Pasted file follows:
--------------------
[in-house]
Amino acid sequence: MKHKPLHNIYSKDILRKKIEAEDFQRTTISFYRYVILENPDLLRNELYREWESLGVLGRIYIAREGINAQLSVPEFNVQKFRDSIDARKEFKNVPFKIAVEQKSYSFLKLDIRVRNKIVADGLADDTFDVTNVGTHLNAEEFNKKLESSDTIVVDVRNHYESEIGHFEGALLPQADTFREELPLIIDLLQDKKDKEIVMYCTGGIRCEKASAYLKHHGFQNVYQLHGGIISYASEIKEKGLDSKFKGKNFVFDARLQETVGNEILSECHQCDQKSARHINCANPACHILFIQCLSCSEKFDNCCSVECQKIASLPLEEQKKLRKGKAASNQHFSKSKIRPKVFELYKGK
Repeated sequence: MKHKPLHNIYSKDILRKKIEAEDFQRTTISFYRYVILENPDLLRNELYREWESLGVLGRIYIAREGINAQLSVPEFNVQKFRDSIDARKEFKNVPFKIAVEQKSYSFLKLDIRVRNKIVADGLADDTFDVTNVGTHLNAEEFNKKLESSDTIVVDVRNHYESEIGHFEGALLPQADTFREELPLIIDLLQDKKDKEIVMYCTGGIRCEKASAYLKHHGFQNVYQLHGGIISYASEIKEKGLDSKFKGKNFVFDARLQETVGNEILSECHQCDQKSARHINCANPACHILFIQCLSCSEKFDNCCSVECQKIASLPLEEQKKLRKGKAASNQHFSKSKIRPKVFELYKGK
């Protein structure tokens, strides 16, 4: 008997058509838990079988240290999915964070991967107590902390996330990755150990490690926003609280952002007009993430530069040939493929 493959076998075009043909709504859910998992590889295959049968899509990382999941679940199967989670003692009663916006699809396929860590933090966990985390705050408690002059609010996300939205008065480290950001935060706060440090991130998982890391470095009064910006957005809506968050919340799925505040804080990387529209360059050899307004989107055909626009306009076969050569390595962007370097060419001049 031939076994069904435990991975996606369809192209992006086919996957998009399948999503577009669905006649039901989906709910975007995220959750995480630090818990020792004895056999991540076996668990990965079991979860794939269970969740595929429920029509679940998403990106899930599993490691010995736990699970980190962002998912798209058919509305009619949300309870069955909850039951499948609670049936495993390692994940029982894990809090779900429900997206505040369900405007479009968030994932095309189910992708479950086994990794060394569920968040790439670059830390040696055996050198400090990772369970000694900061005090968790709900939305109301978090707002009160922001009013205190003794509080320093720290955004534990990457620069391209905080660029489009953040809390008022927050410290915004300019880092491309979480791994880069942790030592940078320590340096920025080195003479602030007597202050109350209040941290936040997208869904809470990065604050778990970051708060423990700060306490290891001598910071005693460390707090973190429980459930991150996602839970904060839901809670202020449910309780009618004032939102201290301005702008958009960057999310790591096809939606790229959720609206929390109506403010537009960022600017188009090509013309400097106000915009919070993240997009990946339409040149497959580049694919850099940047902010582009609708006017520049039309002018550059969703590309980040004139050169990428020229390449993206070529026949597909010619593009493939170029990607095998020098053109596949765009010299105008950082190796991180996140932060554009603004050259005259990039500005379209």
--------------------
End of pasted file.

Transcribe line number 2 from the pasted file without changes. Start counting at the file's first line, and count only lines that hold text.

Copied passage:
Amino acid sequence: MKHKPLHNIYSKDILRKKIEAEDFQRTTISFYRYVILENPDLLRNELYREWESLGVLGRIYIAREGINAQLSVPEFNVQKFRDSIDARKEFKNVPFKIAVEQKSYSFLKLDIRVRNKIVADGLADDTFDVTNVGTHLNAEEFNKKLESSDTIVVDVRNHYESEIGHFEGALLPQADTFREELPLIIDLLQDKKDKEIVMYCTGGIRCEKASAYLKHHGFQNVYQLHGGIISYASEIKEKGLDSKFKGKNFVFDARLQETVGNEILSECHQCDQKSARHINCANPACHILFIQCLSCSEKFDNCCSVECQKIASLPLEEQKKLRKGKAASNQHFSKSKIRPKVFELYKGK